Like little towns all over Appalachia, Logan is about 3 blocks wide and several miles long. These towns spread fingers like Octopus tentacles up and down the hollers between all of these beautiful, steep mountains. (As we travel through the Appalachian mountains, we often think about the first people to come here. It would be a struggle to ride a horse up these hills, and going around isn’t an option in a lot of places. The going must have been rough indeed.) Since real estate is at a premium, a lot of the downtown streets are one way and narrow. Houses sit on lots that are just slightly larger than their foundations or cling to the surrounding hillsides. It is definitely a town that grew up around coal mining and hard work. The few people I met were very nice, and as in all of the small towns we travel through, there is a strong sense of community. Churches are abundant, reaching out with a variety of resources to their neighbors. I spoke with a Preacher when we were at lunch one day. He said that, although they have taken precautions during the Covid crisis, his church has not closed their doors. His community needs the peaceful sanctuary and help that it offers, and he continues to be there for them. In an area where illegal hooch was once (and may still be to a degree) the way to make extra money (and learn to drive a racecar), the telltale signs now exist of a much larger problem. Sadly, meth has infiltrated small towns and poorer communities in all parts of this beautiful country. We were in North Dakota a couple of years ago talking with a deputy sheriff. He said out there, in the middle of nowhere, their biggest issues were meth, other drugs brought in from Mexico, and domestic abuse. The latter was significantly affected by the first two. Don’t get me wrong…larger cities are dealing with this plague, too, but there it tends to blend in with a host of other issues. Look at any small-town paper’s crime report (yes, they still have those), and you will see that meth-related issues top the list. It’s true in our little town as well. What I’d imagine starts as an answer to or escape from a desperate situation, turns into a weight no different than concrete boots, dragging the wearer to the bottom.

When I arrived back at Petunia, I found that MW had already put dinner in the Crockpot. Nice! I laid back and closed my eyes for a bit while MW did a little more exploring at Chief Logan State Park. He returned a bit later to tell me that they have a live animal exhibit. (I LOVE all things animal.) We went back over so I could check it out. The animals are all rescues that cannot be released back into the wild for one reason or another, so they take care of them there. They have a wild boar, a bobcat, a redtail hawk, a barred owl, several snakes (although we could not see the copperhead or the timber rattler), and two black bears. I thought it was interesting that the boars were actually brought in from Europe to provide better hunting opportunities. (Like kudzu, that seems to be a decision that was not thought through completely.) It was a nice little setup, back at the end of a holler with lots of shade, and they only charge $2 for entry.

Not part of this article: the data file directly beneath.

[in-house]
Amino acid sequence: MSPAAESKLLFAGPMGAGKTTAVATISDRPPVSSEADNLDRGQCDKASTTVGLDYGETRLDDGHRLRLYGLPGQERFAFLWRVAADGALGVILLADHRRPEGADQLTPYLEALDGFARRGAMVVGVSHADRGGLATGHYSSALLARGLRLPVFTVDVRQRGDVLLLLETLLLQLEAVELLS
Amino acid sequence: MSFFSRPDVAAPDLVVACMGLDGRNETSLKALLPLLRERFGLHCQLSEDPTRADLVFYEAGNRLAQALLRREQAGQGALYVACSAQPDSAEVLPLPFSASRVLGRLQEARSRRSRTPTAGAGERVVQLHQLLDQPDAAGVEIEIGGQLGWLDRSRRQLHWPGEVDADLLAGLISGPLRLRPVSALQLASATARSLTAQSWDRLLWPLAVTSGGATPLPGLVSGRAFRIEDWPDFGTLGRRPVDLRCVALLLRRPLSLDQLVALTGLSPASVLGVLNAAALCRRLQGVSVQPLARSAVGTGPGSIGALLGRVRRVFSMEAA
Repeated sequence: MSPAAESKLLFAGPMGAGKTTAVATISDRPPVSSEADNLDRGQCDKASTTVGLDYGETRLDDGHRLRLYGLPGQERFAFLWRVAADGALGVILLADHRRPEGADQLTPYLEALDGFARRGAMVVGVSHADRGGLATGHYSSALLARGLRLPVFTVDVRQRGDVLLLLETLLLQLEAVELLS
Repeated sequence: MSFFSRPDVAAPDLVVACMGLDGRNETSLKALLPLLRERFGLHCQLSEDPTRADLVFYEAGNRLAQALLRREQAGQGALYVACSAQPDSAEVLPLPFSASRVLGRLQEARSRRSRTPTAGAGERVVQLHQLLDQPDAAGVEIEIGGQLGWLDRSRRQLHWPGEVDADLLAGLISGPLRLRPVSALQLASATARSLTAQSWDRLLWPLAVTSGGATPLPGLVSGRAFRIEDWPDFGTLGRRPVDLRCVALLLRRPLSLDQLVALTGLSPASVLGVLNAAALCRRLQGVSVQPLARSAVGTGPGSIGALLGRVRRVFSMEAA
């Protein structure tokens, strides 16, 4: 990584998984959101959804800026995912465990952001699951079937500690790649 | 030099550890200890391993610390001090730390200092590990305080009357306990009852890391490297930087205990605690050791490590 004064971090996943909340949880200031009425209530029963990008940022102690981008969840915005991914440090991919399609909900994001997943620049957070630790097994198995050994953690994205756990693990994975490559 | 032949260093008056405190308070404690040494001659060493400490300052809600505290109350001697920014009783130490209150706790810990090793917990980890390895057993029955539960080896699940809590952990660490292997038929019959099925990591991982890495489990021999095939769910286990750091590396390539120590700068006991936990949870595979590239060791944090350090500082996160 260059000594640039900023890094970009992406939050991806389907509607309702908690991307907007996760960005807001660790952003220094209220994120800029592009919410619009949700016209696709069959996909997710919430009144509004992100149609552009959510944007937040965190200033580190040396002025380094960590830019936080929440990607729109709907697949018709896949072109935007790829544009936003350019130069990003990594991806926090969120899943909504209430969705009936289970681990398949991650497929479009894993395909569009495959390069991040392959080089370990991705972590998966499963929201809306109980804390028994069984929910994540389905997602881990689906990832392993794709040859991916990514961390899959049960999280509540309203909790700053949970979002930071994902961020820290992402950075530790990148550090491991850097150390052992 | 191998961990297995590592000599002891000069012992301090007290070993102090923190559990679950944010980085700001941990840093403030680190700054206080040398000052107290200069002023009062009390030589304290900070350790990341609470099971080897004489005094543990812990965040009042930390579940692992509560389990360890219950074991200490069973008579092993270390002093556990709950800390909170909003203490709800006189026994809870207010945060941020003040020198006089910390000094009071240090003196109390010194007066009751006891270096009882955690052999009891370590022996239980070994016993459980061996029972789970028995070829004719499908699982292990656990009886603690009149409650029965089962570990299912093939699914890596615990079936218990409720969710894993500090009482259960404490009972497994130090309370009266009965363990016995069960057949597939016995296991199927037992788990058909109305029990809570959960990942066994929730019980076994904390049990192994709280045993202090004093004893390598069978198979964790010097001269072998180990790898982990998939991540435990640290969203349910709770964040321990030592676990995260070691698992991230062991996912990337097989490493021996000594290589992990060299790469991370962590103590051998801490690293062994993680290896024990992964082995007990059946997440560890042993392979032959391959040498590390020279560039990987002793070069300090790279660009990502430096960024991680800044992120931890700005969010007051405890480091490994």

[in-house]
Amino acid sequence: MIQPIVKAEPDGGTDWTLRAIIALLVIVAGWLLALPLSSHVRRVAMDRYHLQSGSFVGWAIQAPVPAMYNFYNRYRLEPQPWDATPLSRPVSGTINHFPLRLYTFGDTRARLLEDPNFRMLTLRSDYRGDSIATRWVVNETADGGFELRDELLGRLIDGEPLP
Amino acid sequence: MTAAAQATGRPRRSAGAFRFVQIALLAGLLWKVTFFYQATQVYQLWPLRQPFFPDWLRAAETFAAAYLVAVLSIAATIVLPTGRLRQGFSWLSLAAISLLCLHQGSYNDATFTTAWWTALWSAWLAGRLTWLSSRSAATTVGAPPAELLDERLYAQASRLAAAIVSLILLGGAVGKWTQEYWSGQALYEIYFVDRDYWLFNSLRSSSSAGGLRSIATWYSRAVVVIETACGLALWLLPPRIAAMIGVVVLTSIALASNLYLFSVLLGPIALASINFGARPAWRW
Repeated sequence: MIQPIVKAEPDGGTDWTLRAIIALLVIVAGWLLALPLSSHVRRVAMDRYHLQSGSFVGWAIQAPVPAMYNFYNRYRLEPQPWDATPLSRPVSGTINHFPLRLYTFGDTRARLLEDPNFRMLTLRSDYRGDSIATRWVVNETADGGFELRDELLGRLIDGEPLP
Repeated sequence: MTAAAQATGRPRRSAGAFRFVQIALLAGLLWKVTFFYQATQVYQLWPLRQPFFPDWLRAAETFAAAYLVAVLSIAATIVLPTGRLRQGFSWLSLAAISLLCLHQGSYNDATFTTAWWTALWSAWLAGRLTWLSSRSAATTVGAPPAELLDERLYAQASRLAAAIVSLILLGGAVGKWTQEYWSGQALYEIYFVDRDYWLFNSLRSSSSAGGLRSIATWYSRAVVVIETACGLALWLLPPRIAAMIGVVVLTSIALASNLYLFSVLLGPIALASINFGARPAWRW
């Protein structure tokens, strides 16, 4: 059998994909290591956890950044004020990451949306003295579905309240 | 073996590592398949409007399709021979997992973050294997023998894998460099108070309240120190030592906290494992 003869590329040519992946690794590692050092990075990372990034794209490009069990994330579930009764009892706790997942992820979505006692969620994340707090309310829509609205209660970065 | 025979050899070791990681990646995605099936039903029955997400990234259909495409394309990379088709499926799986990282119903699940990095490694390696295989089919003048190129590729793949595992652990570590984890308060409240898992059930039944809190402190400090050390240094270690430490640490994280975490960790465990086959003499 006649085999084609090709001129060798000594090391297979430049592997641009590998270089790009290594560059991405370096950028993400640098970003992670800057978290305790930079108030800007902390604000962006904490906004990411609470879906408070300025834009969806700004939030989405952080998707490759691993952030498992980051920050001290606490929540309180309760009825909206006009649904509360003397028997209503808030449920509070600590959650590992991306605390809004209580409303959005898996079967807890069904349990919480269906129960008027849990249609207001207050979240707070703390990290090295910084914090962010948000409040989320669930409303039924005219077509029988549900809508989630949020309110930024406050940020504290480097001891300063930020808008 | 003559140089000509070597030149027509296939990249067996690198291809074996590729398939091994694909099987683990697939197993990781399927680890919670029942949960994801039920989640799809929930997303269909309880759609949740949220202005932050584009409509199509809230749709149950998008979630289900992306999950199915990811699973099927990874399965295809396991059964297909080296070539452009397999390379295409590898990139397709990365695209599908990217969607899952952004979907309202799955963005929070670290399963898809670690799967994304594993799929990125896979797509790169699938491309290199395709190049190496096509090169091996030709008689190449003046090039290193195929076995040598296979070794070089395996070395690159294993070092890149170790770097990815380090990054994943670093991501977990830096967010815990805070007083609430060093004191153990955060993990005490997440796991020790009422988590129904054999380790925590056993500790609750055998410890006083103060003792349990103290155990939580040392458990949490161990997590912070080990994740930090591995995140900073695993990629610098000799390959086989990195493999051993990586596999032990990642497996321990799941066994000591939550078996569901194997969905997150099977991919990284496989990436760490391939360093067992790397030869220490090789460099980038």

In addition to the campground, lodge, restaurant, pool, and animal exhibit already mentioned, Chief Logan State Park has a few other enticements including: a museum on the property that focusses on the area and coal mining; quite a few hiking trails, some quite strenuous; putt-putt golf, tennis courts, a large fishing pond; several picnic pavilions; lots of picnic areas and playgrounds; a Chesapeake & Ohio steam locomotive; a homesteaders cabin; and beautiful creek and mountain views. Oh yeah, did I mention the abundance of deer? The campground is on the smaller side, and although the park entrance is right in town, it is very quiet and peaceful. Two thumbs up, it’s definitely on our list of favorites. Anyone could find stuff to do here.

Back at Petunia, we enjoyed some Honey Teriyaki Chicken with rice and vegetables for dinner, and ended the day with a little TV.

Thursday we were up and out fairly early for the trip to Tennessee. We headed southwest on US-119 to the state line, then down to Williamson to cross into Kentucky. We planned to check out the Hatfield-McCoy sites in Pikeville, but when we headed into the downtown area, we couldn’t figure out where things were, and I didn’t have cell service. (Boo Hiss, as my Uncle Roy used to say!) We did notice several bear statues scattered around as we worked our way back to the road representing the University of Pikeville Bears. As we continued mostly south-southwest, we marveled at the amount of blasting it took to put these roads through. We also noticed that, almost as soon as we crossed into Kentucky, they started to spread out just a little bit. Then by the time we got to Virginia, some hillside fields and farmland started mixing in. Once in Virginia, we traveled on US-23 until we cut cross-country at Clinchport. In Norton, Virginia, we stopped for lunch at FishTales. The main menu was mostly fried seafood, but they did have some broiled options and sandwiches, too. All was good, and I had enough for another meal to take with me. Once we hit the back roads along the Clinch, it wasn’t too far to our little valley. We got everything set up, checked up on the Barndominium, and relaxed.

This trip was about 6 weeks. It’ll be a short stay in Tennessee (8 days), but I’m looking forward to catching up with a few people, going to church, and finishing up some tax work. MW had also made a list of chores to complete, and we will meet with our guy about doing some pond work for us.

Next up…the Barndominium and Greensboro! Yay!!! See you on the road!